Under-investing in infrastructure

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By Vinayak Chatterjee

How much should any nation be investing in infrastructure? Well, that is not easy to answer in the absolute, as different countries need to invest different levels based on their economic history and the stage of their economic life-cycle. But in all cases, the best and simplest measure is GCFI (Gross Capital Formation in Infrastructure) expressed as a percentage of GDP. The US and Western Europe could get by with a 2% GCFI, whereas Asian “tiger economies” were known to have hit levels of 11-12% in their growth phases. India, which for decades had been investing around 3% of its GDP, consequently, accumulated a significant infrastructure backlog with bottlenecks in roads, ports, airports and power—with resulting logjams for GDP growth from the early-1990s.

The erstwhile Planning Commission recognised this ‘infra deficit’, and plans to attempt raising GCFI to 9% by the terminal year of the 11th Plan (2007-12) were formulated. The strategy was not only to step up public expenditure but, more importantly, to unfurl an aggressive PPP programme. In fact, the share of private capital did move up from 22% in the 10th Plan period (2002-2007) to 37% in the 11th Plan (2007-2012), with plans to raise it to 48% had there been a 12th Plan.

GCFI reached 8.2% in 2011, and demonstrated that India could aspire to a level of 9% in the years to come. Unfortunately, GCFI started dipping 2012 onwards, for reasons well-analysed and documented, including the “twin balance-sheet” problems, stalled projects, policy conundrums, mounting NPAs and what was popularly monikered “decision paralysis” over 2012 to 2014.

With the abandonment of the five-year planning process, the annual GCFI numbers from FY13 stack up as shown in the graphic. From FY13 to FY19, the GCFI has been bound between 5.3% to 6.2%; 70% of the investments in this period were public-sector, with the private sector accounting for 30%. The gap between an aspirational 9% and what was achieved in the period FY2012 to FY2019 would be an estimated Rs 35 lakh crore of investments not made. At the FY19 level, that is equivalent to a “notional loss” or “presumptive loss” of three and half years of investment foregone.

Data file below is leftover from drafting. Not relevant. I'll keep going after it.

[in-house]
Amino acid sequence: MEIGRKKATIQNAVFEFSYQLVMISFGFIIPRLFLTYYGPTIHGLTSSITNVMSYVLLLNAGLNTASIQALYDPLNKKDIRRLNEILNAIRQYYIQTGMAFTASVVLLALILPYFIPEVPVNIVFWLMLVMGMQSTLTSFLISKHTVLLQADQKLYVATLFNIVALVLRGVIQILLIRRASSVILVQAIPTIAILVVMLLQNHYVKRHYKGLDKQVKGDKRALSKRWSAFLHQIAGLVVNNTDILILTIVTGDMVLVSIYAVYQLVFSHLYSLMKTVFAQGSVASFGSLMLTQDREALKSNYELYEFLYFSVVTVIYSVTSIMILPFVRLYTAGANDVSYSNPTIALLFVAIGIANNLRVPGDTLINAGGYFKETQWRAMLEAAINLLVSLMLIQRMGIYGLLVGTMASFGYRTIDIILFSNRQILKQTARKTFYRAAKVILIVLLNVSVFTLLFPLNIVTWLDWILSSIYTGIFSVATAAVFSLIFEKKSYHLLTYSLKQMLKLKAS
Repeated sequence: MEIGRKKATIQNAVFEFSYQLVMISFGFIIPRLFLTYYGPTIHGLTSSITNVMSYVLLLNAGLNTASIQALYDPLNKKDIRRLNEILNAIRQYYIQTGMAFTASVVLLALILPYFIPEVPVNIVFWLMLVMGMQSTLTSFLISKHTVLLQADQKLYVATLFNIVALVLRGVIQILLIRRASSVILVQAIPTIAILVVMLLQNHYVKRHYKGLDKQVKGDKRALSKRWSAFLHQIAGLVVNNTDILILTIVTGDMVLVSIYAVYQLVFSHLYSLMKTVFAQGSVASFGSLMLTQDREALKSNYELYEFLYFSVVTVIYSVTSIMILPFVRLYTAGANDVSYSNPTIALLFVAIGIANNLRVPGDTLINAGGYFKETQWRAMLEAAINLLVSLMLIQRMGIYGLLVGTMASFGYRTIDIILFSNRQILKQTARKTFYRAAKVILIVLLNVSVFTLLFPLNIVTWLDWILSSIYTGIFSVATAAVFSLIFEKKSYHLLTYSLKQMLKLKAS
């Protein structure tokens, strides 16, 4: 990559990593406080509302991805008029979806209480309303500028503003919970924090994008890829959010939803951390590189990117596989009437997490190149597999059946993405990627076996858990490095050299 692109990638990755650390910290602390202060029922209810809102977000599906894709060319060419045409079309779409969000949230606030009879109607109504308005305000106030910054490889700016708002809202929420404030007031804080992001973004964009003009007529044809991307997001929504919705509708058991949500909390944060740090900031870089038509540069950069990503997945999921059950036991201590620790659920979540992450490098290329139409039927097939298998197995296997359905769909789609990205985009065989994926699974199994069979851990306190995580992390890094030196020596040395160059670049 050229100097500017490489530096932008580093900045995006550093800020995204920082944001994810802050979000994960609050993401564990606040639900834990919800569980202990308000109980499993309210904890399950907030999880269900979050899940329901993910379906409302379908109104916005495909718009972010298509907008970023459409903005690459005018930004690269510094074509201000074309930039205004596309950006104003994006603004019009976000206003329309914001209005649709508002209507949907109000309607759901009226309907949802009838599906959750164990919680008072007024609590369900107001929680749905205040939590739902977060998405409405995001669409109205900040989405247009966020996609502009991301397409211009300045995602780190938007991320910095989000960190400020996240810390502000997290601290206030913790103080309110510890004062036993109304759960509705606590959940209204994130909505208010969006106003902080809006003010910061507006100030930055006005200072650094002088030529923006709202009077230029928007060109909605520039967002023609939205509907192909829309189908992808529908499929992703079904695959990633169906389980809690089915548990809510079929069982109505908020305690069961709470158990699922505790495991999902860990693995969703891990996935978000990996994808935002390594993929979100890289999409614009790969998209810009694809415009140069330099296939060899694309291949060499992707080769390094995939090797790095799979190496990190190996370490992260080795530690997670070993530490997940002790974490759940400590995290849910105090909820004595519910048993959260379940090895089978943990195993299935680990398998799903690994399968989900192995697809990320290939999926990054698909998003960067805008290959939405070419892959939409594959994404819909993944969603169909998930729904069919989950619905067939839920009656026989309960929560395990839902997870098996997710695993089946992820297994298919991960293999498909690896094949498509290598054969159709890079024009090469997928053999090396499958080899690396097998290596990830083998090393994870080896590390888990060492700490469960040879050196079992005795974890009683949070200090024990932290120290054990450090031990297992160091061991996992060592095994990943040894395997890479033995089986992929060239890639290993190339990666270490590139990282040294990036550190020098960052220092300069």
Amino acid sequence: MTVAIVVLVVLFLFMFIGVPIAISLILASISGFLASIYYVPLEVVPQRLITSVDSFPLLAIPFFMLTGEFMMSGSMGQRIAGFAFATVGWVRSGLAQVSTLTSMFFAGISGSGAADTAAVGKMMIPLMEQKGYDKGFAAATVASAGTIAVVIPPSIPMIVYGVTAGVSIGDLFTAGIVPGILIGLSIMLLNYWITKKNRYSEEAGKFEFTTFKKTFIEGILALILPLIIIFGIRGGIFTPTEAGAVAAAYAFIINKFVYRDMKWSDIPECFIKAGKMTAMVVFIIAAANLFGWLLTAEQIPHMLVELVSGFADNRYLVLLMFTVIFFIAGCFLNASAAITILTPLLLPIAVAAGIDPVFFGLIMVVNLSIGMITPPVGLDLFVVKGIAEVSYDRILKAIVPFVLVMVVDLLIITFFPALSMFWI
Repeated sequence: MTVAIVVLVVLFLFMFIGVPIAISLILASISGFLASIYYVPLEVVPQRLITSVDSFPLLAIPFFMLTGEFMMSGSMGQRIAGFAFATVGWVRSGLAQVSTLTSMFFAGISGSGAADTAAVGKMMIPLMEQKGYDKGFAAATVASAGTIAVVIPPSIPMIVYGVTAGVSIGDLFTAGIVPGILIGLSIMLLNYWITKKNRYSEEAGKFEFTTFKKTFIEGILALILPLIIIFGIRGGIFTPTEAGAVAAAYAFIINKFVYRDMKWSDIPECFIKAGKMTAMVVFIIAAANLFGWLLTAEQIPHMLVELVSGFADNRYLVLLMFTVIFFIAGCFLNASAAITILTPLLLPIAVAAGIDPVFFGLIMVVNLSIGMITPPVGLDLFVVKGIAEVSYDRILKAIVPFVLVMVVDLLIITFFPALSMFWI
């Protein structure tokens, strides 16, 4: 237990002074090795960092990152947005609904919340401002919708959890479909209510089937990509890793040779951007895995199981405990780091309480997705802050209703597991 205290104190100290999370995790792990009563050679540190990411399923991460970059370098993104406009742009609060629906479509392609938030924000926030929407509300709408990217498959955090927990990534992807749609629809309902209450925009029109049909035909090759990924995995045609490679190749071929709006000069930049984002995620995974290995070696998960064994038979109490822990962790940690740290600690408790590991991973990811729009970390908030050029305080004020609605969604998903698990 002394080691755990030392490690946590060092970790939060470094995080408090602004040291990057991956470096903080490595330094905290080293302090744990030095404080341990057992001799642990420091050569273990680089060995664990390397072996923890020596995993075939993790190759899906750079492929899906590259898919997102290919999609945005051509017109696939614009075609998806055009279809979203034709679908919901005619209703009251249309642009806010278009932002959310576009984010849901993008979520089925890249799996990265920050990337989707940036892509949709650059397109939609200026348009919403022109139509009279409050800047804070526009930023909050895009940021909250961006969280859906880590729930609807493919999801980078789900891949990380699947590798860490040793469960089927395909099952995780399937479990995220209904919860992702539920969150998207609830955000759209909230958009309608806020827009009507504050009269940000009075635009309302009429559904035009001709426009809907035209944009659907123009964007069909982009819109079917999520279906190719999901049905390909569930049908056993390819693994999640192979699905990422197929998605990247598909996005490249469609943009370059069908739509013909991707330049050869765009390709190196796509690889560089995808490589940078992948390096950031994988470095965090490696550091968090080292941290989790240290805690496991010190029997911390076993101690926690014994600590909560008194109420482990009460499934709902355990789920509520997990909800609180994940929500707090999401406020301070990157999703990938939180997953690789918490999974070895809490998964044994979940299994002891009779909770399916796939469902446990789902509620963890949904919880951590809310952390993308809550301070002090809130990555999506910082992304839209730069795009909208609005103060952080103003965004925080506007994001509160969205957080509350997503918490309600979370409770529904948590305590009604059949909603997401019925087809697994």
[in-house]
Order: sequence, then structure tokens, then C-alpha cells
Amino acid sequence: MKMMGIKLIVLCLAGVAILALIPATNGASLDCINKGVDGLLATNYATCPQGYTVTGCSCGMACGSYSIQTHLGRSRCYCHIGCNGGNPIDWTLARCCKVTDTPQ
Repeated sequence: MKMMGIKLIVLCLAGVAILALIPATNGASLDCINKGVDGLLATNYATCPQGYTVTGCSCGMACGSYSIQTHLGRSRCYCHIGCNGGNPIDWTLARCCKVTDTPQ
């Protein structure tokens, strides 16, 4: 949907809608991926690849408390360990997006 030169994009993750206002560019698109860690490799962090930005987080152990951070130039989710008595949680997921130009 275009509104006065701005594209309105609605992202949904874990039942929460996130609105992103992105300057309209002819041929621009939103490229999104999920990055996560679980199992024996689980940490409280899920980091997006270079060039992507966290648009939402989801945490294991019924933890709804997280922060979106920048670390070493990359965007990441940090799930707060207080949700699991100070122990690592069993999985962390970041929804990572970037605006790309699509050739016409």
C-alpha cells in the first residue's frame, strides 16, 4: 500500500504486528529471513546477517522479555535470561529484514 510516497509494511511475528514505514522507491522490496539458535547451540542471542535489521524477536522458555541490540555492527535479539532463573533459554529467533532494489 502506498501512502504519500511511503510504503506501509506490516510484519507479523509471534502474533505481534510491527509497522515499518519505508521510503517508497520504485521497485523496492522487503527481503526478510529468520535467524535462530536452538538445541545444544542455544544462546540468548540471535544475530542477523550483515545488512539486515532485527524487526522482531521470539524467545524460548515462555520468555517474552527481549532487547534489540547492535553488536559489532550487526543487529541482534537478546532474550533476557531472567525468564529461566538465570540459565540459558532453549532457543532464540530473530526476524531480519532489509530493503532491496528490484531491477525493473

Homing in closer to present times, whilst final statistics are not available, it would be instructive to set out a possible scenario as shown in the graphic.

© Provided by The Financial Express

The confidence in the GCFI figures ramping upto 7% and 8% in this scenario-casting stems from the slew of proactive measures taken by the NDA regime. Recognising that PPP will take time to revive, it has banked on stepping up public expenditure, recent Union Budgets would make evident. Also, enabling measures such as the creation of a DFI, rural infra bolstering, announcements of National Infrastructure Pipeline (NIP) and National Monetization Pipeline (NMP), the Gati Shakti initiative, reforms in public procurement policies and monitoring of key infra projects execution regularly by the PMO all convey a sense of urgency.

The sources of funding are falling into place. If Budget FY23 provides for an outlay of Rs 7 lakh crore (25% increase over last year), all other sources are expected to put us within striking distance of availability of Rs 17-20 lakh crore. These additional sources would include PSUs and extra budgetary resources (Rs 2 lakh crore), states (Rs 6 lakh crore), NaBFID (Rs 2 lakh crore) and private capital (Rs 3 lakh crore).

If this is the expected short-term scenario, what is the manner in which it relates to the nation’s planned goals? The planned goals are embedded in the NIP document released on December 31, 2019.

Remember, the NIP was released before Covid-19 broke out. Over FY20–FY23, the NIP targeted about Rs 74 lakh crore of infra investments. The short-term scenario for the same period throws up a possible actualisation of Rs 64 lakh crore. This shortfall of Rs 10 lakh crores is clearly the Covid and associated impact.

So, what is the answer to “Is India under-investing in infrastructure?”

It is in two parts. One, from FY2012 to FY2019, there was serious underinvestment, where GCFI fell to lows of 5.3% to 6.2% against an aspirational 9%. This underinvestment has been quantified at around Rs 35 lakh crore.

Two, FY2020 to FY2023, there are clear signs of a GCFI uptick based on numerous policy initiatives and India is likely to pull up 7-8%. That then sets the stage to hit the aspirational 9% by the mid-2020s.

The author is an infrastructure sector expert and chairman of CII’s National Council on Infrastructure

Views are personal